Comment & analysis round-up
Quote of the day: “I do not understand this. This theory of Ferguson’s – that I went to Real so the club could persuade Cristiano [to sign] the following summer – is a work of absolute science fiction. Cristiano is a clever person and he decides himself what is best for his own life. I am a good very friend of his. This is true but he always decides his own future. If he asks me a question about Real, then of course I will answer but I am not a bad influence on him… I am actually convinced that Cristiano would offer Madrid even bigger performances than he has for United. That is my personal opinion and it is only natural that I have wanted him to come and play with us here in La Liga. Ferguson cannot stop me talking now because I am no longer at Manchester United.” – Gabriel Heinze.
Runner-up: “Fabregas also took a pop at Spurs when he teased them about playing Arsenalâ€™s ladies. He told ladsâ€™ mag Loaded that Vic Akersâ€™ all-conquering womenâ€™s side would give the White Hart Lane men a tough game. Fab said: ‘They would do really well. Iâ€™m sure they would get a point!'” – The Sun’s Mark Irwin.
Today’s overview: We kick off today’s round-up with a brilliant short from the world of Scottish football as Simon Johnson offers one of the stories of the year in the Telegraph, on how a charity football match between MSPs and sport pundits was abandoned as the game descended into violence.
“The game started with players exchanging aggressive banter, but the flashpoint came after 40 minutes when Labour’s John Park and BBC commentator Chick Young both went for the ball. Mr Park’s tackle was mistimed and Mr Young had to be stretchered off. He labelled the MSP team an ‘absolute disgrace’ and claimed he had been left with six stud marks in his leg. The MSP was ordered from the pitch by the referee and replaced, but relations between the two sides got worse in the second half when at least one punch was thrown. Players from both teams squared up to each other, pushing their opponents in the chest. The referee decided he had seen enough and abandoned the match after about 55 minutes with the score 6-2 to the politicians.”
Tony Cascarino backs Tony Adams’ appointment at Portsmouth, saying “Tony getting the job means they keep the continuity going and that can only be a positive thing.” And in a second article Cascarino compares Adams to Roy Keane – “Both are reformed after wild younger days and both are intense and serious. If Keane can become one of the most promising managers around, I donâ€™t see why Adams canâ€™t do the same.”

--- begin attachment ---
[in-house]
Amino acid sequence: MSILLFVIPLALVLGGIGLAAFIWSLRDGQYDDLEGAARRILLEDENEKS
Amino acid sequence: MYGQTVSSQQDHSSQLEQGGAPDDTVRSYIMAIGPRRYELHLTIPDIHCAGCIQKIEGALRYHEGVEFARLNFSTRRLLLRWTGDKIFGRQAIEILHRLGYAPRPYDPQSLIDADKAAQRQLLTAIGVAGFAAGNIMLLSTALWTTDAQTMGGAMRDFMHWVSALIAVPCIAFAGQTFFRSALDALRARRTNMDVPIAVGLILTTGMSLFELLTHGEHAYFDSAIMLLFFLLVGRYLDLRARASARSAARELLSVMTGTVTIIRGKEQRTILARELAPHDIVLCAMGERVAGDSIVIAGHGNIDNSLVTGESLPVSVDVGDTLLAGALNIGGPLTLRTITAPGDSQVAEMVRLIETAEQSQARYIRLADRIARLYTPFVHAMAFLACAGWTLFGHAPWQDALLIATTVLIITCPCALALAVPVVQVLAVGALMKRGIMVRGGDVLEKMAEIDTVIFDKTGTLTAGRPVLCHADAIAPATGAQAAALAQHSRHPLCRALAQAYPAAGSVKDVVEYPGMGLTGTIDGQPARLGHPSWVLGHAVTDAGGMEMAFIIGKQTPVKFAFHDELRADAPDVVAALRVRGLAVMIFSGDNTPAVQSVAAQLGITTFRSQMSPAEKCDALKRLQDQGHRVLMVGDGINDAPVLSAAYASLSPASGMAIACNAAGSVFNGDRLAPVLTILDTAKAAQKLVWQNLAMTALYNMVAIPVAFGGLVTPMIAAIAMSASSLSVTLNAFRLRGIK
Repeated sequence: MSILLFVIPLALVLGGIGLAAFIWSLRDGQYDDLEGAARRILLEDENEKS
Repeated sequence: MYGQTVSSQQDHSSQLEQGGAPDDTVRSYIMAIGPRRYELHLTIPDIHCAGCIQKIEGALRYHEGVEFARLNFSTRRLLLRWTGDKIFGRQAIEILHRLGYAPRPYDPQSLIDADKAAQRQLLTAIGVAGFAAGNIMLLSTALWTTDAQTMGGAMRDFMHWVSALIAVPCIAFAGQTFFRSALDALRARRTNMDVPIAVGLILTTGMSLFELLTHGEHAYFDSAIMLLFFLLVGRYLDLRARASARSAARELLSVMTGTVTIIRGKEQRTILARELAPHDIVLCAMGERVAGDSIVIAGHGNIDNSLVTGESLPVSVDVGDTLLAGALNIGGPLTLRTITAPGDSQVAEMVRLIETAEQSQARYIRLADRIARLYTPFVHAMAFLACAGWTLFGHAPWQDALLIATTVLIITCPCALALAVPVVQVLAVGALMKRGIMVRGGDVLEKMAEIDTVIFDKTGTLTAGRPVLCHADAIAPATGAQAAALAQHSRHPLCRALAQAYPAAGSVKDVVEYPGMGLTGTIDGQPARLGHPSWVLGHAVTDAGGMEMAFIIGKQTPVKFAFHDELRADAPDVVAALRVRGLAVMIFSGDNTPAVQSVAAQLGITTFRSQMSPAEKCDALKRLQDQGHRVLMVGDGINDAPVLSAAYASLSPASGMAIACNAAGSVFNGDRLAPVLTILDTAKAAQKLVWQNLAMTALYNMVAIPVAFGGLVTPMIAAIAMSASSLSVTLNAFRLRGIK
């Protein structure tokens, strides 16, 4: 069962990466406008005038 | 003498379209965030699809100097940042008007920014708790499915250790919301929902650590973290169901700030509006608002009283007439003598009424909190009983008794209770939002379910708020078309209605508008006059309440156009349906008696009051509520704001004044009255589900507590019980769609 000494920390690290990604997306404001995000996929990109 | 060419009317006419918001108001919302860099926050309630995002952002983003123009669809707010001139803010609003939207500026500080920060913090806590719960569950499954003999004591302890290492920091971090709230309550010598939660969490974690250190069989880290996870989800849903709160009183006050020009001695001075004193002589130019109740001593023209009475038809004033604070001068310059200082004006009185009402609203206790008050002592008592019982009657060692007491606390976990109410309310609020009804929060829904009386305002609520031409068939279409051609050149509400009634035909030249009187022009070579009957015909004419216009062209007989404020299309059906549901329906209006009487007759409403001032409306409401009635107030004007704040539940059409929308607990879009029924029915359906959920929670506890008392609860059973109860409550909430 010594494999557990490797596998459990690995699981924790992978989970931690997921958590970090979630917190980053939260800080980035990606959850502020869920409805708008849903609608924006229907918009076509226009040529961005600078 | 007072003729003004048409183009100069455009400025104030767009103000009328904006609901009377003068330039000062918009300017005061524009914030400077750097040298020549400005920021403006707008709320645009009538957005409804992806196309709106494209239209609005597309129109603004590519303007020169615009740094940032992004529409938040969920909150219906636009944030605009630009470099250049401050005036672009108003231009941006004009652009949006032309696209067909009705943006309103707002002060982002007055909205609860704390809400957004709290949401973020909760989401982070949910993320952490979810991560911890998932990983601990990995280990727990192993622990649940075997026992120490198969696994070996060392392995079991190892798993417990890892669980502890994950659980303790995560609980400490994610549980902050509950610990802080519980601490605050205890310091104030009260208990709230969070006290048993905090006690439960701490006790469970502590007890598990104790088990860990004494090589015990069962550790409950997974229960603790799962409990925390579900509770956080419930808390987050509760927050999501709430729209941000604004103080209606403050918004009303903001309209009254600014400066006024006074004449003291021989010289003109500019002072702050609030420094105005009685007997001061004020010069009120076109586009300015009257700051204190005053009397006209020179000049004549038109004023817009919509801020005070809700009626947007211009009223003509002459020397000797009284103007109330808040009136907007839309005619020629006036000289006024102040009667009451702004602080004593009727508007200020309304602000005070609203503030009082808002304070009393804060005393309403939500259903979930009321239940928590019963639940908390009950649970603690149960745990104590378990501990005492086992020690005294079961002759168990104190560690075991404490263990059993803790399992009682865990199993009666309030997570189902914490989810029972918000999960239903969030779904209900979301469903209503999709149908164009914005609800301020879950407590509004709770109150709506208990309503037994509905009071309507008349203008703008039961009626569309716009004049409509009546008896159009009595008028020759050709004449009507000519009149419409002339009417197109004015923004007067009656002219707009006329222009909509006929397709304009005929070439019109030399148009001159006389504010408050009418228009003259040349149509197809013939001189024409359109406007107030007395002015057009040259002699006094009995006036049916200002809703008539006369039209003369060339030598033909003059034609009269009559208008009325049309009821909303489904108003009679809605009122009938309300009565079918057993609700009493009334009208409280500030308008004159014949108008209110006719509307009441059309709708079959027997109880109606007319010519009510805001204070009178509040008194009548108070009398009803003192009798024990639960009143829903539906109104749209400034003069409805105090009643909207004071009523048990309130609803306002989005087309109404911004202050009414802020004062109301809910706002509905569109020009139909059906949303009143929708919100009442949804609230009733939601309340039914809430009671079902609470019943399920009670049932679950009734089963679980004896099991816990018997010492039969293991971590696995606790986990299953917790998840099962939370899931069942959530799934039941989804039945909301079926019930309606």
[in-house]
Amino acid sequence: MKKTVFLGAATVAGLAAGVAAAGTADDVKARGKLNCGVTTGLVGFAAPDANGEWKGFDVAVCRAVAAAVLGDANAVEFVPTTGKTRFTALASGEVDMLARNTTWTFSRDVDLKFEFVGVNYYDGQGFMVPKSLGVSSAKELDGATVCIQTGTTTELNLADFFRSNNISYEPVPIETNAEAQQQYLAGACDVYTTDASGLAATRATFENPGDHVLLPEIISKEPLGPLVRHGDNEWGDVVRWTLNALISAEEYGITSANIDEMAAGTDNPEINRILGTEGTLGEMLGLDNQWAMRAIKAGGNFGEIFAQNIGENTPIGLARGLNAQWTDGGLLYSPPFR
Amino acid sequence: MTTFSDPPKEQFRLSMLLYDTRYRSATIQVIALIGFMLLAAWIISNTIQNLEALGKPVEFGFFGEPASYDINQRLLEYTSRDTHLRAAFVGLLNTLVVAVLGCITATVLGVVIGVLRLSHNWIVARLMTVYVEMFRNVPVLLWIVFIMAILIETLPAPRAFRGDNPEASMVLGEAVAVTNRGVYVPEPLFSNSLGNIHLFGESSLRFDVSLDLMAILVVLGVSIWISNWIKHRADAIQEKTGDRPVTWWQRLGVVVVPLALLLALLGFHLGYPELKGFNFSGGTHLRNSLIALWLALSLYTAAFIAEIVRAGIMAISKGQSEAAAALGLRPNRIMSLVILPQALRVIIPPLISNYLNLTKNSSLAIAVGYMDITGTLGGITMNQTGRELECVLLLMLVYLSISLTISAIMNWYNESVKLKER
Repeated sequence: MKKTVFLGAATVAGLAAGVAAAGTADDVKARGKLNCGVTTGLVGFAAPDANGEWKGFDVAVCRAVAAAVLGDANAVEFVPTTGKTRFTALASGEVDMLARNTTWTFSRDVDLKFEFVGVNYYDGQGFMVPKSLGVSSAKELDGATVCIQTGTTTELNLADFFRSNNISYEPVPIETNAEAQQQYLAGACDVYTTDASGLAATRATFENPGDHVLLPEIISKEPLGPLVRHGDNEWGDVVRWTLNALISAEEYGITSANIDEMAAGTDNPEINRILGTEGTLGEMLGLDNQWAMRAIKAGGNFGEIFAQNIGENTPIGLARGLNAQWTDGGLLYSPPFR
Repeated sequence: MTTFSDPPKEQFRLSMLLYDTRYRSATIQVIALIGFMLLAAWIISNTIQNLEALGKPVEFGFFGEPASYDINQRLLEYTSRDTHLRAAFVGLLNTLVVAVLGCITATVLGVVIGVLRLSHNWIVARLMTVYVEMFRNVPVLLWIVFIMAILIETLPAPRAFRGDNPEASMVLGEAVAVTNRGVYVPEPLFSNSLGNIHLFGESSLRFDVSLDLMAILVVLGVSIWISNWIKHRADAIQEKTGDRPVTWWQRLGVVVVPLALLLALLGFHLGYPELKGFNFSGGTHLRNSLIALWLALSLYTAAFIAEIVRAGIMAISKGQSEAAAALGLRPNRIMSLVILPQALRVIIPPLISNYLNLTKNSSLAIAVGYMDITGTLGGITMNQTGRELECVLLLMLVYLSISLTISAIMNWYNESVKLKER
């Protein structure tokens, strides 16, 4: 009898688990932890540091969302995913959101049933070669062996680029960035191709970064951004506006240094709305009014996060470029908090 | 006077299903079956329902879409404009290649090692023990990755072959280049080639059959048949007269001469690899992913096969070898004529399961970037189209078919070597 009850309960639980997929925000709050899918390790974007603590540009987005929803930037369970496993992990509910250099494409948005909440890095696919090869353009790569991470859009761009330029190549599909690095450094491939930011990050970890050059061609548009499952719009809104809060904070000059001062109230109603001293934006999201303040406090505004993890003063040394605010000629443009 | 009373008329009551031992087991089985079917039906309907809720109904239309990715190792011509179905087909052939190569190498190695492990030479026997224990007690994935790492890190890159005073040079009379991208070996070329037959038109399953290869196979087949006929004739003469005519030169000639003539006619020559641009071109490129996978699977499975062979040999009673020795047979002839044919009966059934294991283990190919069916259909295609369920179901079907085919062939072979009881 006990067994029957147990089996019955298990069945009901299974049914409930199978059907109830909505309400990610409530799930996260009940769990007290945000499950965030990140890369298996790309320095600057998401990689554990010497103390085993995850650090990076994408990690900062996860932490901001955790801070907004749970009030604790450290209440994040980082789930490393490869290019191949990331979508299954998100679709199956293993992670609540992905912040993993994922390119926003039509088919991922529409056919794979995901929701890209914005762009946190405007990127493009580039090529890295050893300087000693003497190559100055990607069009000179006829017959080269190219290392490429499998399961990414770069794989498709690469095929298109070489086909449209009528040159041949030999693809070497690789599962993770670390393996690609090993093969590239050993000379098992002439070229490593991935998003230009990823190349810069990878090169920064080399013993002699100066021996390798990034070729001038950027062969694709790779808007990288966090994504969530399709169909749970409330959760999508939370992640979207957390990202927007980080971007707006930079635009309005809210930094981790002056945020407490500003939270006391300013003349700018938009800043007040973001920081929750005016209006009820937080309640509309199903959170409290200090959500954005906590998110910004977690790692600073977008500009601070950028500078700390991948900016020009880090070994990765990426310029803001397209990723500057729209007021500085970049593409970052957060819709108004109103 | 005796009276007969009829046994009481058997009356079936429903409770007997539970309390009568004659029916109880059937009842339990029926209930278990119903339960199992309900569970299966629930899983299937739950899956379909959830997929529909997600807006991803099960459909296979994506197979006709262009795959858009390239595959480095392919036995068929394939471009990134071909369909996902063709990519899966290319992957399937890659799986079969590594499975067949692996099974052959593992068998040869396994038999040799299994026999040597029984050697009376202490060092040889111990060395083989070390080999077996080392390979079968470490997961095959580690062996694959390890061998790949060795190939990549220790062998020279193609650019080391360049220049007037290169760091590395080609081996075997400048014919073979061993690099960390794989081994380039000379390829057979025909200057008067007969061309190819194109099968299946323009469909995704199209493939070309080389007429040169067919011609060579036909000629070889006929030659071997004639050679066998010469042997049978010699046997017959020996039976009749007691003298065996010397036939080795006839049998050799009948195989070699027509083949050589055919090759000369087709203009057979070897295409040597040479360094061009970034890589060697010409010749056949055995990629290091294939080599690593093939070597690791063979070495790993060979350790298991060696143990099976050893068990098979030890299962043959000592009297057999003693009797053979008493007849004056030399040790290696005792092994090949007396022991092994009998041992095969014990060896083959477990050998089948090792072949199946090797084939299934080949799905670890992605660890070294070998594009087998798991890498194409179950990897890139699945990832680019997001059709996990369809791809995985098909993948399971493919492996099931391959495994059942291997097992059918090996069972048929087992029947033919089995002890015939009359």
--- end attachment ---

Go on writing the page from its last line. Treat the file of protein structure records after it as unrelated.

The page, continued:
Russell Kempson delivered a positive assessment of Adams after his debut press conference as Pompey manager (“It was Adams reborn, not in the pretentious manner that some have accused him of adopting in recent years as he sought to reshape his life, but with a fresh and boyish enthusiasm, his eyes alive and sparkling.”) Leaving the dissenting opinion to Nick Harris, who noted how number 2s have often failed in the top job (“Chris Hutchings (Wigan), Sammy Lee (Bolton) and Les Reed (Charlton) all failed, and failed messily.”)
The Times have an exclusive and rare interview with Sir Alex Ferguson – Fergie on Blatter: “I think Sepp Blatter is in danger… or has reached a point now, where he is being mocked within the game. Whether he’s getting too old, I don’t know. But things can happen to people in power. Look at some of the despots in Africa.”
In Premier League news, Matt Lawton reports that Premier League managers are set to “revolt against the Respect campaign in the wake of a series of controversial incidents that have left them seething,” while ahead of the North London derby, Glenn Moore notes how the form book is completely in Arsenal’s favour (“Spurs have won one league match in 24 against Arsene Wenger’s Arsenal teams, and that was in the last century. Redknapp, meanwhile, has only once been able to offer commiserations to Wenger in 22 managerial contests between the pair, also in 1999.”)
In other news surrounding English football, Rob Hughes takes David Beckham to town for his proposed move to AC Milan – “Beckham is an accurate kicker of the still ball, an earnest runner, but not a great player in terms of spellbinding grace or movement on theÂ ball… He seems bent on disproving the adage that one player cannot be bigger than his club, or in Beckham’s case, bigger than a whole nationalÂ sport.”
Looking at events at QPR after Iain Dowie’s dismissal, Benjie Goodhart points the finger of blame at Flavio Briatore, a man who “has a lot of ground to make up with QPR fans.” And David Conn writes of the pressure group, Fair Pay Network, who are campaigning for a raise in wages to “an hourly wage of Â£7.45 in London, Â£6.80 outside the capital” for football’s programme sellers, cleaners and catering staff.
In an offbeat article, Nick Harris recalls the brilliance of Subbuteo – “Jeff Stelling did it, as did Stan Bowles, Will Self, Alastair Campbell and millions of others. And if you are a man born between 1945 and 1980, the chances are that you did it too. Subbuteo rocked.”
In football news from further afield, James Montague reports on the Palestinian football team, noting that Fifa is “one of the only international bodies to recognise Palestine’s existence.” Jonathan Wilson writes about Romanian football, writing how the interference of the homophobic, right-wing and utterly unsavoury owner Gigi Becali has prompted Steaua Bucharest to appoint their ninth manager since 2003. Lastly, Bob Williams reports that with the identity of Argentina’s new coach set to be revealed later this week, Diego Maradona is leading the pack of candidates for the job.